• Avoid flying near airports and heliports. Stay A minimum of eight (8) kilometers away from airports and three (3) kilometers from heliports for safety. 
  • At no time is it permissible to fly a drone at night. 
  • There shall be no flying over, within, or near military installations, public utility installations, archaeological sites, or public or private facilities.

Open Category

Given the low level of risk, neither prior authorization by the competent authority nor a declaration by the drone operator is required. The drone’s total takeoff mass must be less than 25kg, and operate within a visual line of sight at a maximum altitude of 120m.

Specific Category

Considering the moderate level of risk involved, flights in this category require authorization before the operation. The permission is given considering the mitigation measures identified in an operational risk assessment, except in specific standard scenarios where an operator declaration is sufficient.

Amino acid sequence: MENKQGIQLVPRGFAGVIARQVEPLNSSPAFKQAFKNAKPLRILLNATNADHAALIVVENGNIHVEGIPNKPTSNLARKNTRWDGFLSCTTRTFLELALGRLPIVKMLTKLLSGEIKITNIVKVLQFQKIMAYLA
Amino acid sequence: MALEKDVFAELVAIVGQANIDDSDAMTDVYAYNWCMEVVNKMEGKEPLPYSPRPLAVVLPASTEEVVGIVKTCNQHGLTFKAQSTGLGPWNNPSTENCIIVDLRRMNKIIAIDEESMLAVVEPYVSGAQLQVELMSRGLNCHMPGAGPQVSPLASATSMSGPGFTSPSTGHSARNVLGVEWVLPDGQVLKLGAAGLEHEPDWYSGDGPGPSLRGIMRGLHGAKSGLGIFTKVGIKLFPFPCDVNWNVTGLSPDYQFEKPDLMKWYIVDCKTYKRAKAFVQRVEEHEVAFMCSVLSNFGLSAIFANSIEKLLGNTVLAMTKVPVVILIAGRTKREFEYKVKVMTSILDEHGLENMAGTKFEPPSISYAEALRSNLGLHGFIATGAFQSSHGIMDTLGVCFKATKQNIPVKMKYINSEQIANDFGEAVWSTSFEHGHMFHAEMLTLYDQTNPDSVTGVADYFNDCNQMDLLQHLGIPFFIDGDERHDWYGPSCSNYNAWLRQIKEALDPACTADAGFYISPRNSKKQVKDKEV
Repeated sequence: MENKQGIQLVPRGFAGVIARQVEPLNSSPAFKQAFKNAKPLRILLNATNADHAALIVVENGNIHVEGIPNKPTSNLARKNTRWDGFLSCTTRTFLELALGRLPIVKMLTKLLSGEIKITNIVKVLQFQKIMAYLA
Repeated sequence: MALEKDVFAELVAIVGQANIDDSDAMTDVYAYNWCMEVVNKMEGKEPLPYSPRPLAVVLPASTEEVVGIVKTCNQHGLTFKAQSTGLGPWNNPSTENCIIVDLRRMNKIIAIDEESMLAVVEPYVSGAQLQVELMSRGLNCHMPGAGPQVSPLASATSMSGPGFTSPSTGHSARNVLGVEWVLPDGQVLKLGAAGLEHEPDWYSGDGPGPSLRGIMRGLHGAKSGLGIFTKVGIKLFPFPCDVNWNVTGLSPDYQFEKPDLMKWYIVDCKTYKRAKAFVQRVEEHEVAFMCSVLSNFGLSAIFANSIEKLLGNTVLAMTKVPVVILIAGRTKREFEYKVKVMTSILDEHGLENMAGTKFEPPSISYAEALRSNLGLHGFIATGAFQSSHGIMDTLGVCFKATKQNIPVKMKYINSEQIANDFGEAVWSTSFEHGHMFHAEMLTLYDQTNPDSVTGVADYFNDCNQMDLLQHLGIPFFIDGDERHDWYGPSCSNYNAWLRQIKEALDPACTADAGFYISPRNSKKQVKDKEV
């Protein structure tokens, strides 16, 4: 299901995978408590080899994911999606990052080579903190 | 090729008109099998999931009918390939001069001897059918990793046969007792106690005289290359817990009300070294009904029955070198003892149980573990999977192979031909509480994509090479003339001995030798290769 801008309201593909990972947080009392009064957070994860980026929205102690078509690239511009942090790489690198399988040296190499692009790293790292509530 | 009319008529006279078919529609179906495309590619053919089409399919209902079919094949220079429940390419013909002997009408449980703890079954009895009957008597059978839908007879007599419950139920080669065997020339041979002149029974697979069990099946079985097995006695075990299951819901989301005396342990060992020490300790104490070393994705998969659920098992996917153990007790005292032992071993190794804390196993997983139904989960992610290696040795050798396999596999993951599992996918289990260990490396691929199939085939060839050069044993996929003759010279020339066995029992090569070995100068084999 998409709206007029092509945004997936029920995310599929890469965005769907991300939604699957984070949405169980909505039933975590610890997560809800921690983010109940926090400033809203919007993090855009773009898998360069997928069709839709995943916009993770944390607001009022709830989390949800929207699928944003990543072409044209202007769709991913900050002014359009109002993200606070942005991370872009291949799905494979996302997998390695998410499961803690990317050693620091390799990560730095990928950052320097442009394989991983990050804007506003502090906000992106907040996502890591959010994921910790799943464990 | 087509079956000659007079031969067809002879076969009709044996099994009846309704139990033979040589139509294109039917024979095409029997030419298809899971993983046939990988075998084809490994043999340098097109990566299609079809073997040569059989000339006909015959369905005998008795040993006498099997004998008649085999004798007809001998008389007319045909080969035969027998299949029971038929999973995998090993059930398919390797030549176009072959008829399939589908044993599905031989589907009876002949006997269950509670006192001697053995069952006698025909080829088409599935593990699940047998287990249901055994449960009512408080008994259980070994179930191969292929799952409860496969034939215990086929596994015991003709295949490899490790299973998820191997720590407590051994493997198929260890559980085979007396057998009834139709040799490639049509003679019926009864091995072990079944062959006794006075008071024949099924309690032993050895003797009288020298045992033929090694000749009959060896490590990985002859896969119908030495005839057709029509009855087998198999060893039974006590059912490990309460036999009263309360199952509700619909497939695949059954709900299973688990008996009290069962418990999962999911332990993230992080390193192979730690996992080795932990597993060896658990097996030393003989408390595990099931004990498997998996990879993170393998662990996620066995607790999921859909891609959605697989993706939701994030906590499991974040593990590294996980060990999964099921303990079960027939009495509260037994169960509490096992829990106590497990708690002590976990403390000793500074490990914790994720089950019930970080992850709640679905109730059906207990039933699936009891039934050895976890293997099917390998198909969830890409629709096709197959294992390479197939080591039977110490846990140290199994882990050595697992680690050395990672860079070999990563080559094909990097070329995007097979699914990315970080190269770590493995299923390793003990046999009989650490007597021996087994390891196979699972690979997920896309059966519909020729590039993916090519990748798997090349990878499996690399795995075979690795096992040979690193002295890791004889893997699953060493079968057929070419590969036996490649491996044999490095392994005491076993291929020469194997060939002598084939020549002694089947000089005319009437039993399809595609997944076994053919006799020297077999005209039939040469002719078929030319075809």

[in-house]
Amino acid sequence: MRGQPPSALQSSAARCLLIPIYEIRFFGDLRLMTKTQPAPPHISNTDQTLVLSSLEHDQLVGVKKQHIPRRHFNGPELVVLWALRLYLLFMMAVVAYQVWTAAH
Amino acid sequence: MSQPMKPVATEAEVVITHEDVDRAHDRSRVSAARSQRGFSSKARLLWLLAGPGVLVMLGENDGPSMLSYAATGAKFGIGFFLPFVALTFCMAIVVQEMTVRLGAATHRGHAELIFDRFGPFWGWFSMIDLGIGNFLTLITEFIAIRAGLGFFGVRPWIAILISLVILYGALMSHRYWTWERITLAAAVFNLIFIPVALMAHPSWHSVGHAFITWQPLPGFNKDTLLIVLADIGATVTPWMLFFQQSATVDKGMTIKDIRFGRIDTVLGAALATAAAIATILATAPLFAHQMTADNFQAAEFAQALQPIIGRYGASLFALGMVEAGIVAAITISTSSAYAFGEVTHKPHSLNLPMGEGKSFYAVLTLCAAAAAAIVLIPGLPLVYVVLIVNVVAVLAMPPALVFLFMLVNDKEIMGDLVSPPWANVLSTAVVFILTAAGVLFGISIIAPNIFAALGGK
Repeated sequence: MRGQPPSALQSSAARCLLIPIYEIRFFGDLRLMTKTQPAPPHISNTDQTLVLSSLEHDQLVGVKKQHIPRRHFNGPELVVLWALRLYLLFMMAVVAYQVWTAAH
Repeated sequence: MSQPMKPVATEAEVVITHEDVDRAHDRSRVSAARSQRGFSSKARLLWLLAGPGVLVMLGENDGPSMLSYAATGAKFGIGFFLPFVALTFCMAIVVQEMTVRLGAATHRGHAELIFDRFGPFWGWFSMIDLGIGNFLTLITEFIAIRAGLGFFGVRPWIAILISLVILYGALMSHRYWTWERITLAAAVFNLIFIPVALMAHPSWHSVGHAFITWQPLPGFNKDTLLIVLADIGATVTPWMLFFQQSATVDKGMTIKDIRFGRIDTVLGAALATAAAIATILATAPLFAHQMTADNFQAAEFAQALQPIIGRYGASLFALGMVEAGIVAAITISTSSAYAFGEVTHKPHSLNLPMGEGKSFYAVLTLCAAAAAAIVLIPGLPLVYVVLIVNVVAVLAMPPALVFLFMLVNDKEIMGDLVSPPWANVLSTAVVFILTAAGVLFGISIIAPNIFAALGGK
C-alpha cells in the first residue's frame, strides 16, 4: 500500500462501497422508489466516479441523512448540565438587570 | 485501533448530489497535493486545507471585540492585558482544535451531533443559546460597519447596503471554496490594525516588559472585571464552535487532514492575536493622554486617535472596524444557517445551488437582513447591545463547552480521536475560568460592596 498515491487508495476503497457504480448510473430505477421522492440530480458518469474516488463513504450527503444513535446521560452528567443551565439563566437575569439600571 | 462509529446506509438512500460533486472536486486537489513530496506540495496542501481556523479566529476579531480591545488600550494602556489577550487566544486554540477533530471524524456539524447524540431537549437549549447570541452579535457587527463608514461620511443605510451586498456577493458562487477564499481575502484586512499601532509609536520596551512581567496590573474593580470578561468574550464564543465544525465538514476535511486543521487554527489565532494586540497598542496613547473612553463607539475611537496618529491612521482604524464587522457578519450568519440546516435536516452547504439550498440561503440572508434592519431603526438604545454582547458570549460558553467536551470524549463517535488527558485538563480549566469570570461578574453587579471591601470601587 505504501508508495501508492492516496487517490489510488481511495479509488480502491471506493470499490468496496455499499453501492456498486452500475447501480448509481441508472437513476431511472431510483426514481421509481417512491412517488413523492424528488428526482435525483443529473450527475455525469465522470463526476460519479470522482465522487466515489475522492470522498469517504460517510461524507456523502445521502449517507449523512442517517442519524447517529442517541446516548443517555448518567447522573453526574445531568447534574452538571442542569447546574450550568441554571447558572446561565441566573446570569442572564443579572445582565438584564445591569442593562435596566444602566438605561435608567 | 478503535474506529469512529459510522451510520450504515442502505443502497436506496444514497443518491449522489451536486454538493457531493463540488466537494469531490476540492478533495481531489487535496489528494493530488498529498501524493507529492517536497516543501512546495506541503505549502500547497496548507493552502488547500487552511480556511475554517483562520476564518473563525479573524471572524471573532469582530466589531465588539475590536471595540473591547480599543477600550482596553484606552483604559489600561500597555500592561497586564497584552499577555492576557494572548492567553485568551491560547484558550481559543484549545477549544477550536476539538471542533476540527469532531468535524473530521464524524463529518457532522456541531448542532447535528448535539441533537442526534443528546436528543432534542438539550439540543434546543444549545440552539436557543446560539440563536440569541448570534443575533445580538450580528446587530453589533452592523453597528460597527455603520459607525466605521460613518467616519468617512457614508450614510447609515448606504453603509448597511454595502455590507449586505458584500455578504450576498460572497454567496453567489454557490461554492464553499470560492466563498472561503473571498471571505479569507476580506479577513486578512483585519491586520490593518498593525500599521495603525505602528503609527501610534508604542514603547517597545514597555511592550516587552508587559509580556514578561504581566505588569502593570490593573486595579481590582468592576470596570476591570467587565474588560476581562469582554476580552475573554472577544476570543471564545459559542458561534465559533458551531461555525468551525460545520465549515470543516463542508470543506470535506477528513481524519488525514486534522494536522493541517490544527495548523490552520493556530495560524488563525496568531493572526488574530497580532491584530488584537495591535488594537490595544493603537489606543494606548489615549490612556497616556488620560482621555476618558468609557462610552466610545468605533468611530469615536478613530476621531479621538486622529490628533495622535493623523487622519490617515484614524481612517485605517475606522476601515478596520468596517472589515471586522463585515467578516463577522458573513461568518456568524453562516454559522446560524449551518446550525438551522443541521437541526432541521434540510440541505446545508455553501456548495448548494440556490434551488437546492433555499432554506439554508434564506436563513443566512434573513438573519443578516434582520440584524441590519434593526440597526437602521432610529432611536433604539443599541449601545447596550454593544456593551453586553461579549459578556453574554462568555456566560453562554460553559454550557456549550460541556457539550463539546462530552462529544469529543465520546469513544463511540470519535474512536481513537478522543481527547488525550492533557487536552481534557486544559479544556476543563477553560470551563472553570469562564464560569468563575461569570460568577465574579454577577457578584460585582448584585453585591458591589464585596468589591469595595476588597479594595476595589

Certified Category

Given the inherent dangers, certification of the drone and a licensed remote pilot are required. If your drone can carry people, you fall under the Certified category!

EASA Summary of Drone Flight Operation Requirements

EASA Summary Table of Drone Flight Operation Requirements
EASA Summary Table of Drone Flight Operation Requirements

Note for foreign operators

Operator Registration (Non-EU Residents)

  • If you are coming from a non-EU country and this is the first time you will fly your drone in an EU country, you MUST register as an Operator.
  • Upon registration, you will receive a unique Operator Registration number which you MUST attach to your drone. If you have several drones, the same number must be attached to them.
  • You are not allowed to fly in NO FLY ZONES, and you must keep a minimum of 8km distance from airports/heliports.
  • You must not register again if you have already conducted operations in another EU country before going to Malta. You always register to the first non-EU country you have conducted flights.

Remote Pilot Certificate (Non-EU Residents)

  • If you want to fly your drone in Malta and live in a non-EU country, you must hold a Remote Pilot Certificate from an EU country.
  • You can get the A1/A3 Certificate by registering with the online Remote Pilot School.
  • The online training and exam are required for those who want to fly a drone in the ‘Open’ category in subcategories A1/A3.